8.3 should be backwards compatible with all 8.x series. There have been big changes since the last version related to
Reinforcement learning is much discussed these days with successes like AlphaGo. Wouldn’t it be great if Reinforcement Learning algorithms could easily be used to solve all reinforcement learning problems? But there is a well-known problem: It’s very easy to create natural RL problems for which all standard RL algorithms (epsilon-greedy Q-learning, SARSA, etc…) fail catastrophically. That’s a serious limitation which both inspires research and which I suspect many people need to learn the hard way.
Removing the credit assignment problem from reinforcement learning yields the Contextual Bandit setting which we know is generically solvable in the same manner as common supervised learning problems. I know of about a half-dozen real-world successful contextual bandit applications typically requiring the cooperation of engineers and deeply knowledgeable data scientists.
Can we make this dramatically easier? We need a system that explores over appropriate choices with logging of features, actions, probabilities of actions, and outcomes. These must then be fed into an appropriate learning algorithm which trains a policy and then deploys the policy at the point of decision. Naturally, this is what we’ve done and now it can be used by anyone. This drops the barrier to use down to: “Do you have permissions? And do you have a reasonable idea of what a good feature is?”
A key foundational idea is Multiworld Testing: the capability to evaluate large numbers of policies mapping features to action in a manner exponentially more efficient than standard A/B testing. This is used pervasively in the Contextual Bandit literature and you can see it in action for the system we’ve made at Microsoft Research. The key design principles are:
- Contextual Bandits. Many people have tried to create online learning system that do not take into account the biasing effects of decisions. These fail near-universally. For example they might be very good at predicting what was shown (and hence clicked on) rather that what should be shown to generate the most interest.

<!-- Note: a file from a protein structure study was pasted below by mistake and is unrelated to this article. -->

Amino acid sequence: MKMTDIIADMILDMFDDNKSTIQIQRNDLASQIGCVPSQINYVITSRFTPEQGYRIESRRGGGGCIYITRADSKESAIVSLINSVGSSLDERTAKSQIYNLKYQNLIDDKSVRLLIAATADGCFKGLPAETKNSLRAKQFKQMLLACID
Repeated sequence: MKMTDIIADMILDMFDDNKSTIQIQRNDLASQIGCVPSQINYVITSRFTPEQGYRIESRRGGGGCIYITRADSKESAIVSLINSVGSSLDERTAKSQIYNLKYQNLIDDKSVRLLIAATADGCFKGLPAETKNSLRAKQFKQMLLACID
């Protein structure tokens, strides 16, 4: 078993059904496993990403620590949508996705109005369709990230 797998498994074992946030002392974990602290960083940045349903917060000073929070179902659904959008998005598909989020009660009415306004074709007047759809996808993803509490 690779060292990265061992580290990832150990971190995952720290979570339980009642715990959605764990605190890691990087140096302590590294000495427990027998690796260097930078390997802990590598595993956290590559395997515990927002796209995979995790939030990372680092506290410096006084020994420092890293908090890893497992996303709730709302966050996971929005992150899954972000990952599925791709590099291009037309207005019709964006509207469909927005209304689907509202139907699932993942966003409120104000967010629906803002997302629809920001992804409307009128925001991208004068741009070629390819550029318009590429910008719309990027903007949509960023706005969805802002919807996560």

- Data Lifecycle support. This system supports the entire process of data collection, joining, learning, and deployment. Doing this eliminates many stupid-but-killer bugs that I’ve seen in practice.
- Modularity. The system decomposes into pieces: exploration library, client library, online learner, join server, etc… because I’ve seen to many cases where the pieces are useful but the system is not.
- Reproducibility. Everything is logged in a fashion which makes online behavior offline reproducible. Consequently, the system is debuggable and hence improvable.
The system we’ve created is open source with system components in mwt-ds and the core learning algorithms in Vowpal Wabbit. If you use everything it enables a fully automatic causally sound learning loop for contextual control of a small number of actions. This is strongly scalable, for example a version of this is in use for personalized news on MSN. It can be either low-latency (with a client side library) or cross platform (with a JSON REST web interface). Advanced exploration algorithms are available to enable better exploration strategies than simple epsilon-greedy baselines. The system autodeploys into a chosen Azure account with a baseline cost of about $0.20/hour. The autodeployment takes a few minutes after which you can test or use the system as desired.
This system is open source and there are many ways for people to help if they are interested. For example, support for the client-side library in more languages, support of other learning algorithms & systems, better documentation, etc… are all obviously useful.
Following up on an interesting suggestion, we are creating a “Birds of a Feather Unworkshop” with a leftover room (Duffy/Columbia) on Thursday and Friday during the workshops. People interested in ad-hoc topics can post a time and place to meet and discuss. Details are here a little ways down.
My greatest concern with the many machine learning conferences in New York this year was the relatively high cost that implied, particularly for hotel rooms in Manhattan. Keeping the conference affordable for graduate students seems critical to what ICML is really about.
The price becomes much more reasonable if you can find roommates to share the price. For example, the conference hotel can have 3 beds in a room.
This still leaves a coordination problem: How do you find plausible roommates? If only there was a website where the participants in a conference could look for roommates. Oh wait, there is. Conferenceshare.co is something new which might measurably address the cost problem. Obviously, you’ll want to consider roommate possibilities carefully, but now at least there is a place to meet.
Note that the early registration deadline for ICML is May 7th.
I’m doing a Quora Session today that may be of interest. I’m impressed with both the quality and quantity of questions.